Reactive Attitudes, Forgiveness and the Second-Person Standpoint

Couto, Alexandra (2016) Reactive Attitudes, Forgiveness and the Second-Person Standpoint. Ethical Theory and Moral Practice, 19 (5). pp. 1309-1323. ISSN 1386-2820. (doi:10.1007/s10677-016-9740-7) (Access to this publication is currently restricted. You may be able to access a copy if URLs are provided)

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Abstract

Philosophers discussing forgiveness have usually been split between those who think that forgiveness is typically virtuous, even when the wrongdoer doesn’t repent, and those who think that, for forgiveness to be virtuous, certain pre-conditions must be satisfied. I argue that Darwall’s second- personal account of morality offers significant theoretical support for the latter view. I argue that if, as Darwall claims, reactive attitudes issue a demand, this demand needs to be adequately answered for forgiveness to be warranted. It follows that we should reject the thesis that unconditional forgiveness is appropriate in the absence of repentance.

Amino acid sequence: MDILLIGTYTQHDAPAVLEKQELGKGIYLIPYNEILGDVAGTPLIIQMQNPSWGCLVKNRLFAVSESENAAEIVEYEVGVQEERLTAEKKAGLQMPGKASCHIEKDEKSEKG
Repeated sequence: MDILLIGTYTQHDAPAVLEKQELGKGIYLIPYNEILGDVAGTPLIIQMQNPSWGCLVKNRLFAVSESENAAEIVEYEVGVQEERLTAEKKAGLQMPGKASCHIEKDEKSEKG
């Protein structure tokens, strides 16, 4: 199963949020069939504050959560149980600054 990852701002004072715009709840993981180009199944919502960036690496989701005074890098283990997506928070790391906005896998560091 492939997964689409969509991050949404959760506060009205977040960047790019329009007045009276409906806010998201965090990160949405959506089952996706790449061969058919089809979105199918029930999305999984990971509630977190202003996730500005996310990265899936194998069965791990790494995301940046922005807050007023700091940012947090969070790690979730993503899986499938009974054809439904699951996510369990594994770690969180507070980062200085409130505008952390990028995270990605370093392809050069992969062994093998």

Item Type: Article
DOI/Identification number: 10.1007/s10677-016-9740-7
Uncontrolled keywords: forgiveness, reactive attitudes, Darwall, second-person
Subjects: B Philosophy. Psychology. Religion
B Philosophy. Psychology. Religion > BJ Ethics
Divisions: Faculties > Humanities > School of European Culture and Languages > Philosophy
Depositing User: Alexandra Couto
Date Deposited: 13 Oct 2017 19:19 UTC
Last Modified: 29 May 2019 19:41 UTC
Resource URI: https://kar.kent.ac.uk/id/eprint/63997 (The current URI for this page, for reference purposes)
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